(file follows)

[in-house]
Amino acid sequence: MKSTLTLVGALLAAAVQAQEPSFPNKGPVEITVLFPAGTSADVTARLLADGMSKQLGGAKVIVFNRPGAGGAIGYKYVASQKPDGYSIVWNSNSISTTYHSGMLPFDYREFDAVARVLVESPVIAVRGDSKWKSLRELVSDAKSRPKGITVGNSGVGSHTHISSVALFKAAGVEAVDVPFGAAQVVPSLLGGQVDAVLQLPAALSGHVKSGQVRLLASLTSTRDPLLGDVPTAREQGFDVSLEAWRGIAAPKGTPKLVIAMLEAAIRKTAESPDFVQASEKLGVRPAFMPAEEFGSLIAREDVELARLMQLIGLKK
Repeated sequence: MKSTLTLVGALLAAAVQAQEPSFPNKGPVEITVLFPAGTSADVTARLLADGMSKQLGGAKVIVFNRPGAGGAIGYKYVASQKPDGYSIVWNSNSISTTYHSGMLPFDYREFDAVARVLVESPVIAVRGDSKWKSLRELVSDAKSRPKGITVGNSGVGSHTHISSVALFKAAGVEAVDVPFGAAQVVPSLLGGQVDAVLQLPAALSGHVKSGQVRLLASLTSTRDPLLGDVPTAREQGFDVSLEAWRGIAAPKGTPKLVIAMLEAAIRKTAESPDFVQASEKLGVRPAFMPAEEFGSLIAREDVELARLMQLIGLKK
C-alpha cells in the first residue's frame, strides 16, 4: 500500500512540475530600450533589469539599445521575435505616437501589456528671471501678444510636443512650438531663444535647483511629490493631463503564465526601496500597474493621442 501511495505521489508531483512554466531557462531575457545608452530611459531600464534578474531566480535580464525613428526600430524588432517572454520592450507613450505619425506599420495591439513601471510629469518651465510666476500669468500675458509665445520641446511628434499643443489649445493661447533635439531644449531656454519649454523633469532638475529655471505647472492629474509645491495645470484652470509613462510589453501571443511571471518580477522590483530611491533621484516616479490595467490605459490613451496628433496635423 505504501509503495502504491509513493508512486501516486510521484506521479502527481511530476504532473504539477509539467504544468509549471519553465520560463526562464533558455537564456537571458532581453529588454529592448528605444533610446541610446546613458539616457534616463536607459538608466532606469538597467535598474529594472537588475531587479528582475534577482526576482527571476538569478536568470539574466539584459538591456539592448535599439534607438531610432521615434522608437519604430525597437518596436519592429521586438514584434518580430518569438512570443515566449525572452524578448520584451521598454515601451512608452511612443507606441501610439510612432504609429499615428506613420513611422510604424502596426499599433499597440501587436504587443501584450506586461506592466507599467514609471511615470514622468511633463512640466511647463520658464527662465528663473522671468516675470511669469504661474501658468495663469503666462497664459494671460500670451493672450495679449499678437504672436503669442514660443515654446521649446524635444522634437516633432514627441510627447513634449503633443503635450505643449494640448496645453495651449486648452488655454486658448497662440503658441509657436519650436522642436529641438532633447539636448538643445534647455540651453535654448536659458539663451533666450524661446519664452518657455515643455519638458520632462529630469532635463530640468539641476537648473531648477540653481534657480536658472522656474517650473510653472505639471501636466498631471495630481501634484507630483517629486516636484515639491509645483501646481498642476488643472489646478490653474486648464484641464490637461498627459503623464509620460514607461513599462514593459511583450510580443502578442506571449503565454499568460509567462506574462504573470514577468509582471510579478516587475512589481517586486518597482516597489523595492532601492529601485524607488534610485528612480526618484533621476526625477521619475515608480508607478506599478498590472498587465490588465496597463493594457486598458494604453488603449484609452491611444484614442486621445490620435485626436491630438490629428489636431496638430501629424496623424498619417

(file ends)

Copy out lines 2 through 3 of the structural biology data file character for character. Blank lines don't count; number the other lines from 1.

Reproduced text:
Amino acid sequence: MKSTLTLVGALLAAAVQAQEPSFPNKGPVEITVLFPAGTSADVTARLLADGMSKQLGGAKVIVFNRPGAGGAIGYKYVASQKPDGYSIVWNSNSISTTYHSGMLPFDYREFDAVARVLVESPVIAVRGDSKWKSLRELVSDAKSRPKGITVGNSGVGSHTHISSVALFKAAGVEAVDVPFGAAQVVPSLLGGQVDAVLQLPAALSGHVKSGQVRLLASLTSTRDPLLGDVPTAREQGFDVSLEAWRGIAAPKGTPKLVIAMLEAAIRKTAESPDFVQASEKLGVRPAFMPAEEFGSLIAREDVELARLMQLIGLKK
Repeated sequence: MKSTLTLVGALLAAAVQAQEPSFPNKGPVEITVLFPAGTSADVTARLLADGMSKQLGGAKVIVFNRPGAGGAIGYKYVASQKPDGYSIVWNSNSISTTYHSGMLPFDYREFDAVARVLVESPVIAVRGDSKWKSLRELVSDAKSRPKGITVGNSGVGSHTHISSVALFKAAGVEAVDVPFGAAQVVPSLLGGQVDAVLQLPAALSGHVKSGQVRLLASLTSTRDPLLGDVPTAREQGFDVSLEAWRGIAAPKGTPKLVIAMLEAAIRKTAESPDFVQASEKLGVRPAFMPAEEFGSLIAREDVELARLMQLIGLKK